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December 12, 2010

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Starring in China's version of 'Saving Pvt Ryan'

CHINA'S first Broadway singer, Wang Luoyong, has enjoyed an illustrious career and now stars in the TV serial that is China's answer to "Saving Private Ryan."

The veteran actor, now 52, plays a courageous Kuomintang soldier in the 32-episode series "Saving Woman Soldier Situ Hui," which is receiving critical acclaim.

He has appeared in various Bruce Lee movies but is especially well known for the lead role of the engineer in "Miss Saigon," staging around 2,500 performances in the United States. He has also appeared in American films and on TV.

"Saving Woman Soldier Situ Hui" is aired nightly on the local News Channel.

Born in Hubei Province, Wang studied at the Shanghai Theater Academy in the early 1980s. He began to study acting at Boston University in 1987.

In 1992, after being rejected eight times, he found his first role as the engineer in the first national tour of "Miss Saigon." It was the first time a singer from the Chinese mainland had been cast in a Broadway musical. He received the US Fox Actor Award in 1999.

He chatted with Shanghai Daily.

Q: How did you decide to play in China's counterpart to "Saving Private Ryan?"

A: TV military stories are among my favorites and it has been rewarding to star in related sitcom and dramas. There are battles of wisdom, strategies and faith; they provide insights into life and death, brotherhood and the complexity and diversity of human beings. I was also enchanted by the beautiful scenery of the filming location, Zhangjiajie in Hunan Province.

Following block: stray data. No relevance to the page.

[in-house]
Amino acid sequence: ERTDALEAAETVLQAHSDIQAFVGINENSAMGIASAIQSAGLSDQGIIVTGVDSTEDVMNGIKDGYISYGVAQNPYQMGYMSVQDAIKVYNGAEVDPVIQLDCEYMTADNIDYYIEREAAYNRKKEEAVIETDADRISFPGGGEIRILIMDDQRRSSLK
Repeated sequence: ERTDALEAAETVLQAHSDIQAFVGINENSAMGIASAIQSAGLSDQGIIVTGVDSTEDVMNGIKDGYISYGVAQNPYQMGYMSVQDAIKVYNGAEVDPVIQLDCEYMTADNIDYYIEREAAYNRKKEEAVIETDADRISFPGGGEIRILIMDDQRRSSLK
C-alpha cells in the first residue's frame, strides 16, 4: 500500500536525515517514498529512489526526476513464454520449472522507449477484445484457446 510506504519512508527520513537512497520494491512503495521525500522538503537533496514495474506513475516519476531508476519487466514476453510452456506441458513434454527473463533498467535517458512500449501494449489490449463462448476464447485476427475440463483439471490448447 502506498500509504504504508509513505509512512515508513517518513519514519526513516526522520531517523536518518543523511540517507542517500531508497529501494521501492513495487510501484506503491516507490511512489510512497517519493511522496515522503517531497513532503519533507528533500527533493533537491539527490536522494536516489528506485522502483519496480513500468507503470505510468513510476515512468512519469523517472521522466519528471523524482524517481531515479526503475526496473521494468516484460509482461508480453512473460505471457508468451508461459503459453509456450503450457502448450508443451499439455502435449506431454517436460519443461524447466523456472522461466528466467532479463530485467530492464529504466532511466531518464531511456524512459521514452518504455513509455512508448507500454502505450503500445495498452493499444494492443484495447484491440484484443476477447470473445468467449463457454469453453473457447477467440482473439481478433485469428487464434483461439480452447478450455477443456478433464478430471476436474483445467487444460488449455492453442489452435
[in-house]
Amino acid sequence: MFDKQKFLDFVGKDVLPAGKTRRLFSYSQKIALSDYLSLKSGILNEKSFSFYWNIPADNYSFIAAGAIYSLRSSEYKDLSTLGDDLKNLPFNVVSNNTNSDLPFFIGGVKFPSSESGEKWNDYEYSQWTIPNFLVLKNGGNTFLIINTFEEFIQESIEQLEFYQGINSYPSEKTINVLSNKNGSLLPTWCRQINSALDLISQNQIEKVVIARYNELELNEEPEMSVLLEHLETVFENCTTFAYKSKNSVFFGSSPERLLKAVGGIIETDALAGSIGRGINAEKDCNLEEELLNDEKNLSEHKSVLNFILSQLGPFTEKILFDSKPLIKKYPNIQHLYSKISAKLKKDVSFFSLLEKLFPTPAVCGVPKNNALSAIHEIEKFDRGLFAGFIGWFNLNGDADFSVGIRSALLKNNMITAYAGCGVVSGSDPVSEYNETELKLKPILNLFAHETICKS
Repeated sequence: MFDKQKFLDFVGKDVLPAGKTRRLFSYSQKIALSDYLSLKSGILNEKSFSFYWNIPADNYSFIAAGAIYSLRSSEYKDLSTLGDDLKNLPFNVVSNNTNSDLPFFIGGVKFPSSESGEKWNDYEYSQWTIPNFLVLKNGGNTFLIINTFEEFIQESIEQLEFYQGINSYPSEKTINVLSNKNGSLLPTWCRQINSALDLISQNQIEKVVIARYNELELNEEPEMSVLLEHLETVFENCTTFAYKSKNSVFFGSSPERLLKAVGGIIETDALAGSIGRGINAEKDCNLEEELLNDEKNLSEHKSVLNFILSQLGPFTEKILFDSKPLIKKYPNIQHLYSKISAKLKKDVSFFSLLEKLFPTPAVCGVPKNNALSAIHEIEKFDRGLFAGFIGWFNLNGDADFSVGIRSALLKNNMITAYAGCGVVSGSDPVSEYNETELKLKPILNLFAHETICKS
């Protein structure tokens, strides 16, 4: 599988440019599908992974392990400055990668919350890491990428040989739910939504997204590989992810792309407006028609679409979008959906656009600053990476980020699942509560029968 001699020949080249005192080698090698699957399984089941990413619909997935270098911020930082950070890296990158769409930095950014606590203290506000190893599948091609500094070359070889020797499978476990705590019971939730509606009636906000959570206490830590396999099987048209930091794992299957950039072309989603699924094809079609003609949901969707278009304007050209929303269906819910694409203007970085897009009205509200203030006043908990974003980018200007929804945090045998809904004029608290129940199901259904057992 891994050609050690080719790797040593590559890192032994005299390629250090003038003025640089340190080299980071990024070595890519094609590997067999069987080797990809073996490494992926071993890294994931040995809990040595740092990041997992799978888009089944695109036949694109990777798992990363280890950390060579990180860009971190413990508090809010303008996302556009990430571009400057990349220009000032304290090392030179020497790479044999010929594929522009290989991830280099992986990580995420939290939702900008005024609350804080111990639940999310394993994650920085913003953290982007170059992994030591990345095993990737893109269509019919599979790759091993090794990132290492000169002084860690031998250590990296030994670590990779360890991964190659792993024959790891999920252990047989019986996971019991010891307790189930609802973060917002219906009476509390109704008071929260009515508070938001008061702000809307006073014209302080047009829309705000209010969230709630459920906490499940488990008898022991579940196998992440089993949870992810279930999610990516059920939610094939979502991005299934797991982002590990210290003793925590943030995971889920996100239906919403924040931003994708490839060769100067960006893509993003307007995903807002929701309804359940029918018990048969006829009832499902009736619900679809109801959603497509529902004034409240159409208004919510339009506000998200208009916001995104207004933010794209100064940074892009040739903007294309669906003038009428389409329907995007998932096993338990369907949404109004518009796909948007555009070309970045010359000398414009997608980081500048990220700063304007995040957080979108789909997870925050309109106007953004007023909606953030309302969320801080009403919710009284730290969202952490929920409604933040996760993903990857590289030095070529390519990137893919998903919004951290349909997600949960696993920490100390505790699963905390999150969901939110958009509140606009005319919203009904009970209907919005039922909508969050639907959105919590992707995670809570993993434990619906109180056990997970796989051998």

Q: What have you learned from your experience as the first Chinese mainland Broadway singer?

A: In short, knowledge, love and honesty. This experience means a great deal to me. It has aroused my enthusiasm, sincerity and passion for life. When I was in the United States, I also made a lot of friends. I learned every day to be a better man. Last but not least, I learned that a helping hand is always happier than a receiving one.

Q: What are the shortcomings in China's TV and film industries compared with those in the US?

A: We have such a rich cultural heritage, and first of all, we need to show our respect and affection for classics. The younger generation of film makers and actors should also be more imaginative and creative. They should use their expertise wisely rather than just seek quick returns.

Q: What inspires your performing style? What are the most important qualities for a successful actor?

A: I got a good and solid foundation in basic acting skills when I studied at Shanghai Theater Academy. Additionally, my 20 years or so acting on Broadway and in other prestigious US art venues inspired me to develop my own performing style. I am grateful to my teachers in the US for their honest and positive attitude toward life, as well as their courage and sincerity in confronting their own weaknesses and strengths. When I was young, my idol was domestic performing artist Zhao Dan. Later I got to know so many distinctive and talented people who taught me to keep an open mind for learning, to be confident and to love people and ourselves.

Q: You have also dabbled in opera and script writing. What appeals most to you?

A: Although film and TV acting provides more income, as a matter of fact, I really enjoy my experience as a stage performer. Unlike film and TV performance, the stage offers direct and quick feedback and audience interaction. I compare my stage acting to a triple jump competition because it requires long consecutive efforts and passion. Each stage performance lasts less than two hours, but it usually takes a long time for me to prepare and rehearse.

Q: What are your plans?

A: This question reminds me of "Waiting For Godot." If you ask an actor what's his next plan for work, it must be waiting - waiting for the best work, the best team and the best opportunity for creation. My plan is quite simple, that is, trying my best to improve myself. I want to read more books, keep fit and healthy, wait and get well prepared for truly marvelous work.


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